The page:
Mr McGrath concedes that many of the characteristics of Catholic schools are shared with other schools. I would say that the convergence, at least in the secondary sector, is of the order of 95 per cent. That was not always the case, but many Catholic schools have toned down their Catholicism over the years.
Why have they done this? Mainly because the change corresponds with the feelings of Catholic parents, who are much less sure of their faith commitment than earlier generations. The ever pragmatic Cardinal Keith O'Brien has keyed into this change, saying that the future, if any, of the Catholic sector rests with the parents, not with the hierarchy.
A subsidiary reason is that Catholic schools have gone out of their way to make themselves attractive to a certain type of non-Catholic parent, the kind of person who seeks an education that emphasises academic achievement, moral values and good discipline. This is a far cry from the position, only a few years ago, where Catholic heads, especially in Glasgow's leafy suburb areas, were calling for entry to their schools to be restricted to baptised Catholics.
While the new attitude may seem to be tolerant and outgoing, it contains the seeds of the eventual downfall of the sector. If part of the parental and pupil body has chosen a school for non-religious reasons, then there is pressure from that body to have further toning down of the specifically religious features of the curriculum and ethos, especially where many of the nominally Catholic parents are complicit in the process.
There is further confirmation of this erosion of Catholic identity in last week's news that a new joint secondary campus in Bearsden and Milngavie will involve joint teaching of all subjects except religious education, biology and personal and social education. Again, this is defended, by Mr McGrath himself, on pragmatic grounds.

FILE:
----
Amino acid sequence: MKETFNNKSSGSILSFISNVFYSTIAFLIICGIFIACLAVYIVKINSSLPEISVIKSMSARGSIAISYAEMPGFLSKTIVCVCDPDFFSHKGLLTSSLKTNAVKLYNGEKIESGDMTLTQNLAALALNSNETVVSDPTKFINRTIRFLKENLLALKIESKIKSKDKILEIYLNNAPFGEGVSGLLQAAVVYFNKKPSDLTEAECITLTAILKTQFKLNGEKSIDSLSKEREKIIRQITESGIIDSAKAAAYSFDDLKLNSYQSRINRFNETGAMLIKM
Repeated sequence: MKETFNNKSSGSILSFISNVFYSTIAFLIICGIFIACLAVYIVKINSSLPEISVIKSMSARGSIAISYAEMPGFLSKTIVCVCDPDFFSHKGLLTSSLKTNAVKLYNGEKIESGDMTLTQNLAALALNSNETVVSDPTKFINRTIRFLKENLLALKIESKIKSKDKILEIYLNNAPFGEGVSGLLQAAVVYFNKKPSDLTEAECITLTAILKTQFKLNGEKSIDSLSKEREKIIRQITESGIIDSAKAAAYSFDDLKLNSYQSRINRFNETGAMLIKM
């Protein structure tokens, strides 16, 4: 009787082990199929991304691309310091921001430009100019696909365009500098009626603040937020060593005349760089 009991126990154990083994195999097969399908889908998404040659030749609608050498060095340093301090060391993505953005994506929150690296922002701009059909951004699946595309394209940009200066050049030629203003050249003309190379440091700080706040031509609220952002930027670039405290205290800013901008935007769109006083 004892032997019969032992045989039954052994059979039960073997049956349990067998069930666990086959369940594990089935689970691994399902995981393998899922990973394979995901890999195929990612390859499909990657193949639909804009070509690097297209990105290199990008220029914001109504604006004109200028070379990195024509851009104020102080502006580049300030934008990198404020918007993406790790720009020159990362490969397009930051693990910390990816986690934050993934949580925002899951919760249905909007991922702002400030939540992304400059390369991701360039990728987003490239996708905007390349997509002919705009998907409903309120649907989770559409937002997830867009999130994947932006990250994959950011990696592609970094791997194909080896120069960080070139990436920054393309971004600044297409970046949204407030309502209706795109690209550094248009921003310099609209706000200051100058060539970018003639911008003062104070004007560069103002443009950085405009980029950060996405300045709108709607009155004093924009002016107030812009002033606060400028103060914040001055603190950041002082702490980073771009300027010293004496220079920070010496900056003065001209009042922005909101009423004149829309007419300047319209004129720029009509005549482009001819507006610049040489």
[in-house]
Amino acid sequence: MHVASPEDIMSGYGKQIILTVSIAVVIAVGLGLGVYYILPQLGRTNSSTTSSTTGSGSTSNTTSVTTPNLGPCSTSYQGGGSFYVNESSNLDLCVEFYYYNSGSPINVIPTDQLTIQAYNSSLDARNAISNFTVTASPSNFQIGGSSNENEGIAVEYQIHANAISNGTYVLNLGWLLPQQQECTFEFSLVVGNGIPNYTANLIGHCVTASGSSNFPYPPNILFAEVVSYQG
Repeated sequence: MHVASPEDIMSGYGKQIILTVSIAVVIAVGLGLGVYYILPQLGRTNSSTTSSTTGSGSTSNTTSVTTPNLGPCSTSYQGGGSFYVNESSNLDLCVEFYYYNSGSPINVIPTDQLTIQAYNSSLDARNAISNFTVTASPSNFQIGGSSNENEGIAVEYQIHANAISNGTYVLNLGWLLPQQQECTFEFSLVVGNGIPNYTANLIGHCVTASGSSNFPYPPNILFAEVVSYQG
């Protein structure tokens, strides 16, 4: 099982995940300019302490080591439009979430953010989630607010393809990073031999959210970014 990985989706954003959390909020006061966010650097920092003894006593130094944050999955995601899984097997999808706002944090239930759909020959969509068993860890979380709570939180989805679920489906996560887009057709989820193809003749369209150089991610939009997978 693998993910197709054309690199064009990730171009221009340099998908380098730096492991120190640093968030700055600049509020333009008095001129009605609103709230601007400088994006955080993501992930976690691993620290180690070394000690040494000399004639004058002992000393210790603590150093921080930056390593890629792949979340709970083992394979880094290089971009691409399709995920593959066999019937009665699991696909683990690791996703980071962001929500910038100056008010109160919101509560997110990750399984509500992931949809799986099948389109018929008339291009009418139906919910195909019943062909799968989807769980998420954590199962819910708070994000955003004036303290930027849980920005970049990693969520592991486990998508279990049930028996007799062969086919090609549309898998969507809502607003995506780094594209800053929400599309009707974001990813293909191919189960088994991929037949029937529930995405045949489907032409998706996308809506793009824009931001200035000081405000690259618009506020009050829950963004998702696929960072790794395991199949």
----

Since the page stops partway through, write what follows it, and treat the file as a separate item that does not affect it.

For a religious community, pragmatism is a dangerous master. It provides cover for the hidden religious doubts and the social ambitions, which are healthy in themselves but also favourable to integration, of many Catholic parents.
In my time, Scotland's central belt Catholics have gone from being an embattled minority to being a self-confident and relatively socially integrated element of the community, albeit laying themselves open to continued discrimination because of the existence of separate schools.
If only they could take the final step: come into line with Catholics in the north and south of Scotland and in the islands and accept that religious identity may be preserved without a socially divisive school system which is, in any case, in a state of terminal decline.
Fred Forrester North Larches, Dunfermline